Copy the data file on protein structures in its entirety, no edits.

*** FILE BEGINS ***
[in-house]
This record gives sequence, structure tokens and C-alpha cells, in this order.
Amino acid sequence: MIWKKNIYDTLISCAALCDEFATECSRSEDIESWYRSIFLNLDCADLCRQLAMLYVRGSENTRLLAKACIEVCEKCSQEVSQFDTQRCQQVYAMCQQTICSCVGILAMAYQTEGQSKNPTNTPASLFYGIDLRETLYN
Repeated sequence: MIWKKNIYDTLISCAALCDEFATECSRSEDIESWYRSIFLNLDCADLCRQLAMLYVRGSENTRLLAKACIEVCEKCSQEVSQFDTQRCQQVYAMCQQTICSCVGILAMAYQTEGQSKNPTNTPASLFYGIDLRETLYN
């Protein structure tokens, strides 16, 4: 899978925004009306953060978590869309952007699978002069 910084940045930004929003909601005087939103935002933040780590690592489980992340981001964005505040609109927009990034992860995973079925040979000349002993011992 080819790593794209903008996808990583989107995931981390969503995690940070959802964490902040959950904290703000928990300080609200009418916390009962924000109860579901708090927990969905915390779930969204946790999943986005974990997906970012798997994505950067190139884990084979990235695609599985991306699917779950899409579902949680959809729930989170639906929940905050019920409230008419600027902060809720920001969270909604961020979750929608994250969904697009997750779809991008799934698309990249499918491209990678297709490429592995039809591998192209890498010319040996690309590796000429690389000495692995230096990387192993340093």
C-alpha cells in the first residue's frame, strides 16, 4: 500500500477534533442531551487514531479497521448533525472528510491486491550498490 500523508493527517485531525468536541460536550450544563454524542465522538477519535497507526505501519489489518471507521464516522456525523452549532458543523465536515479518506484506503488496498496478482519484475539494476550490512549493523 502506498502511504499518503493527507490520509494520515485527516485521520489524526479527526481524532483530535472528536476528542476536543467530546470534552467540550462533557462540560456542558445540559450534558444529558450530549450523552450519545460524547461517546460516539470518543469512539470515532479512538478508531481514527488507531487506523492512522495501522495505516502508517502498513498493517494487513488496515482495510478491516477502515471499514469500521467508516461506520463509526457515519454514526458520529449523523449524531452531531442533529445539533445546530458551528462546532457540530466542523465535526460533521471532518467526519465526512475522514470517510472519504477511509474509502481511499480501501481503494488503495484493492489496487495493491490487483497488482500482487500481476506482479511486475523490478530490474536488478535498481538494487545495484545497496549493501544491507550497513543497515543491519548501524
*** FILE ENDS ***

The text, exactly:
[in-house]
This record gives sequence, structure tokens and C-alpha cells, in this order.
Amino acid sequence: MIWKKNIYDTLISCAALCDEFATECSRSEDIESWYRSIFLNLDCADLCRQLAMLYVRGSENTRLLAKACIEVCEKCSQEVSQFDTQRCQQVYAMCQQTICSCVGILAMAYQTEGQSKNPTNTPASLFYGIDLRETLYN
Repeated sequence: MIWKKNIYDTLISCAALCDEFATECSRSEDIESWYRSIFLNLDCADLCRQLAMLYVRGSENTRLLAKACIEVCEKCSQEVSQFDTQRCQQVYAMCQQTICSCVGILAMAYQTEGQSKNPTNTPASLFYGIDLRETLYN
């Protein structure tokens, strides 16, 4: 899978925004009306953060978590869309952007699978002069 910084940045930004929003909601005087939103935002933040780590690592489980992340981001964005505040609109927009990034992860995973079925040979000349002993011992 080819790593794209903008996808990583989107995931981390969503995690940070959802964490902040959950904290703000928990300080609200009418916390009962924000109860579901708090927990969905915390779930969204946790999943986005974990997906970012798997994505950067190139884990084979990235695609599985991306699917779950899409579902949680959809729930989170639906929940905050019920409230008419600027902060809720920001969270909604961020979750929608994250969904697009997750779809991008799934698309990249499918491209990678297709490429592995039809591998192209890498010319040996690309590796000429690389000495692995230096990387192993340093």
C-alpha cells in the first residue's frame, strides 16, 4: 500500500477534533442531551487514531479497521448533525472528510491486491550498490 500523508493527517485531525468536541460536550450544563454524542465522538477519535497507526505501519489489518471507521464516522456525523452549532458543523465536515479518506484506503488496498496478482519484475539494476550490512549493523 502506498502511504499518503493527507490520509494520515485527516485521520489524526479527526481524532483530535472528536476528542476536543467530546470534552467540550462533557462540560456542558445540559450534558444529558450530549450523552450519545460524547461517546460516539470518543469512539470515532479512538478508531481514527488507531487506523492512522495501522495505516502508517502498513498493517494487513488496515482495510478491516477502515471499514469500521467508516461506520463509526457515519454514526458520529449523523449524531452531531442533529445539533445546530458551528462546532457540530466542523465535526460533521471532518467526519465526512475522514470517510472519504477511509474509502481511499480501501481503494488503495484493492489496487495493491490487483497488482500482487500481476506482479511486475523490478530490474536488478535498481538494487545495484545497496549493501544491507550497513543497515543491519548501524